Experts reveal how interior design has changed throughout the decades

A century of interiors trends! The decor features that defined each decade – from 1920s Art Deco glamour to the sustainable buys of today

  • These are the major interiors trends that have defined the last 100 years  
  • Art Deco design was popular in the 20s and clashing prints took hold in the 40s  
  • Experts predict a rise in sustainability with eco-friendly materials in 2020s

From post-war Art Deco luxury to our current focus on sustainable purchases, these are the interiors trends that have defined the last 100 years. 

Lucy Dodds, a writer for UK-based company Mattress Online, examined how our tastes have changed from the 1920s until the present day, and the ways these have been impacted by the state of the economy and social development. 

She also spoke to experts who look ahead to the future, explaining why buyers’ interest in upcycling, second-hand pieces and lasting investments is not going anywhere.   


The roaring twenties! The end of the First World War brought with it a collective sigh of relief and a desire to emulate the glamorous, Hollywood lifestyle taking hold in the US

After the First World War ended, the “Roaring Twenties” became an era of indulgence and uninhibited spending. Brits were no longer burdened by war worries and, thanks to a growing economy, we could live our lives to the fullest. 

We enjoyed partying at cocktail bars and jazz clubs. It was this glamorous, Hollywood lifestyle that inspired our interior design.

She went on to cite gaudy gold, sumptuous silks and rich mahogany wood as the top trends of the ’20s. 

Art Deco design was popular as it represented luxury and sophistication, seen everywhere from mirrors to lighting. To add to the extravagance, exotic animal prints were fashionable as travel symbolised wealth.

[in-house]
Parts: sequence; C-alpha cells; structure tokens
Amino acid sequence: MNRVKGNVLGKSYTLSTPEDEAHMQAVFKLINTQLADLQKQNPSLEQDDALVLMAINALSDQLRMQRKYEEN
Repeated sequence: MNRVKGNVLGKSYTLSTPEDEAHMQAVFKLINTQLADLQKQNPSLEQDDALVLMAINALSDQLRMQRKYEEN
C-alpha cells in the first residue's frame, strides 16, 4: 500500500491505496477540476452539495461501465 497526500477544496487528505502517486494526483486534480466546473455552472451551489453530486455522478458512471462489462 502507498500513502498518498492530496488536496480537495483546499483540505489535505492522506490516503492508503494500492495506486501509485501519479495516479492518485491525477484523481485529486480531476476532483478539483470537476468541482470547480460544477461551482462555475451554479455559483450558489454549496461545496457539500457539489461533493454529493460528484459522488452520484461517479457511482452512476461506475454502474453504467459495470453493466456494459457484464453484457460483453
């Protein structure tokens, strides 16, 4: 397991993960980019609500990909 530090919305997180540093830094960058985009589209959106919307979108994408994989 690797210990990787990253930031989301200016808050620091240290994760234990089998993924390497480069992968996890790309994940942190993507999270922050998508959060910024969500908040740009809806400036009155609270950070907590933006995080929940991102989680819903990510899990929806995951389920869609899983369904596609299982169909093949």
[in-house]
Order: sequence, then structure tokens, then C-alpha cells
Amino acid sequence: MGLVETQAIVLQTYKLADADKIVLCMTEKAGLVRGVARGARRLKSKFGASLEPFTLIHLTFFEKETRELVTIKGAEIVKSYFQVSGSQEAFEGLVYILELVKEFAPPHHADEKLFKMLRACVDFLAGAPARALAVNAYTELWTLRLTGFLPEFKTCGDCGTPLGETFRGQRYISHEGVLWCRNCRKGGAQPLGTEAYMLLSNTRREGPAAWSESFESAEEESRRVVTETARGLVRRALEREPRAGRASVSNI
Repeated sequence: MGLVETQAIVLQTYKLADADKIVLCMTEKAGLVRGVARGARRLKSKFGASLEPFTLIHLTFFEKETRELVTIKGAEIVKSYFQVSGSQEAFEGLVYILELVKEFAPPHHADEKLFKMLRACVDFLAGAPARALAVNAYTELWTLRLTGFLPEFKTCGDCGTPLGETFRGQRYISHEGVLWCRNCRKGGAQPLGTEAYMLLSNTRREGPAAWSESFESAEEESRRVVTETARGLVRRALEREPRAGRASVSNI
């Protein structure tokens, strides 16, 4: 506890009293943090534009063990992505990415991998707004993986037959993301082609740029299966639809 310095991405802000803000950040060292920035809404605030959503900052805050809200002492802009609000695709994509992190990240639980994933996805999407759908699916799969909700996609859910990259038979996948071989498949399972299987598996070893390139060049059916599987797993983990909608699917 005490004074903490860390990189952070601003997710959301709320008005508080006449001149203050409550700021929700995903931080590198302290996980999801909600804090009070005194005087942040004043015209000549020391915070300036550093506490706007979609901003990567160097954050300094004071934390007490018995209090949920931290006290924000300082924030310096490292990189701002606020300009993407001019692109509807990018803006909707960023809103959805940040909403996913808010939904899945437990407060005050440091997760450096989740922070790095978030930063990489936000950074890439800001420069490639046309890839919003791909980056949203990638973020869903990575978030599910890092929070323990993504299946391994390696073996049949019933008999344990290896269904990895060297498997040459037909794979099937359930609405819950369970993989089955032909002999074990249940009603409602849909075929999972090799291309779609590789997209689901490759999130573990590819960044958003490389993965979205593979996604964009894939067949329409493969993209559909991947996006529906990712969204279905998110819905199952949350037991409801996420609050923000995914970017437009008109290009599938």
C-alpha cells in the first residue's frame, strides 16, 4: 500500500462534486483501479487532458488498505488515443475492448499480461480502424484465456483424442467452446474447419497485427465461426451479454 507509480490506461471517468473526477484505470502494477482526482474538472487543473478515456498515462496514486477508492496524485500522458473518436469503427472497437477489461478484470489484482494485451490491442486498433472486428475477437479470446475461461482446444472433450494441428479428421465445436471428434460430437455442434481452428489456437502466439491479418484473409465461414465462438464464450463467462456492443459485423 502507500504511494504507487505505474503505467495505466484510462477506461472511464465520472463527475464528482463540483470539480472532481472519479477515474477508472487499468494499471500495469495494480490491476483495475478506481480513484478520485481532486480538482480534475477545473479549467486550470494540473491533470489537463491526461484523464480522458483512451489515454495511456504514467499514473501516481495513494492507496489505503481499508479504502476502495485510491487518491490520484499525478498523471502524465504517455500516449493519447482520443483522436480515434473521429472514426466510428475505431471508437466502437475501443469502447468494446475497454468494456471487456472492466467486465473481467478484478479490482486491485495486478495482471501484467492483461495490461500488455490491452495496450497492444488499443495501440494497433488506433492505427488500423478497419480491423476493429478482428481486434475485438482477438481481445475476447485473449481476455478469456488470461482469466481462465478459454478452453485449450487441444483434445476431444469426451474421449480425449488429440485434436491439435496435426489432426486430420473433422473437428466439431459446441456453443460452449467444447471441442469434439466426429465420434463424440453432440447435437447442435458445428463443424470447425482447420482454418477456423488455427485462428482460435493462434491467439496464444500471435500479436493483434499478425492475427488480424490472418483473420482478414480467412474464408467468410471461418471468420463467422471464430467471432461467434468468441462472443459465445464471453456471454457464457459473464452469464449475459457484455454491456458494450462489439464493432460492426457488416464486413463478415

Light relief: Bedrooms were decorated with clashing colour palettes throughout the 1940s, as Brits used recycled materials to add vibrancy and happiness into their homes


  • 1920s: After the war, the ’20s were glamorous and overindulgent. Our interiors were luxurious and seriously sophisticated – think gaudy gold, sumptuous silks and Art Deco.
  • 1930s: The Great Depression meant we had less to spend, so we toned things down with muted pale green and blue colour palettes and cheap plywood furniture.
  • 1940s: Another war has ended but the UK still didn’t have enough cash to spend on interiors, so we recycled old fabrics like chintz to make curtains and bedding.
  • 1950s: Family life is in fashion, so our homes had a lot of feminine touches, including bubble gum shades and polka dot patterns, plus influences from the American Diner look.
  • 1960s: An era of peace and love influenced our interior trends, so Brits decorated with psychedelic prints and knick-knacks from the hippie trails.
  • 1970s: The UK was more eco-conscious, which was reflected in our homes, as we chose earthy colour palettes and accessorised with lots of greenery.
  • 1980s: Our economy strengthened and the mantra was ‘more is better’ – think lots of metallics, bold graphic shapes and fun aesthetics inspired by the explosion of pop culture.
  • 1990s: Grunge was on-trend and we chose laidback looks for our homes, with neutrals, minimalistic design and lots of IKEA flat-pack furniture.
  • 2000s: After Etsy was launched, vintage interiors swept the nation – anything kitsch, nautical or distressed helped us create the perfect look.
  • 2010s: Muted interiors were at their height, with plenty of white and grey with the touches from the colour of the decade: rose gold.


Throughout the 1930s, interior design was toned down as The Great Depression left people with less money to spend.

Many homes embraced muted pale green and blue colour palettes, along with cheap plywood furniture.

However, the end of World War II in 1945 soon paved the way for people to focus on making a new life for themselves.  

Bedrooms in the 1940s featured clashing colour palettes, with a lot of green, red and pink. As Brits wanted more vibrancy and happiness at home, but couldn’t afford much, we recycled old fabrics into curtains and bedding

This saw the rise of the floral chintz print. Paler wood was popular too, because it was cheap and made the room feel lighter.  

A Slinky toy or Polaroid camera might be lying around – after all, it was now the time to show off and have fun.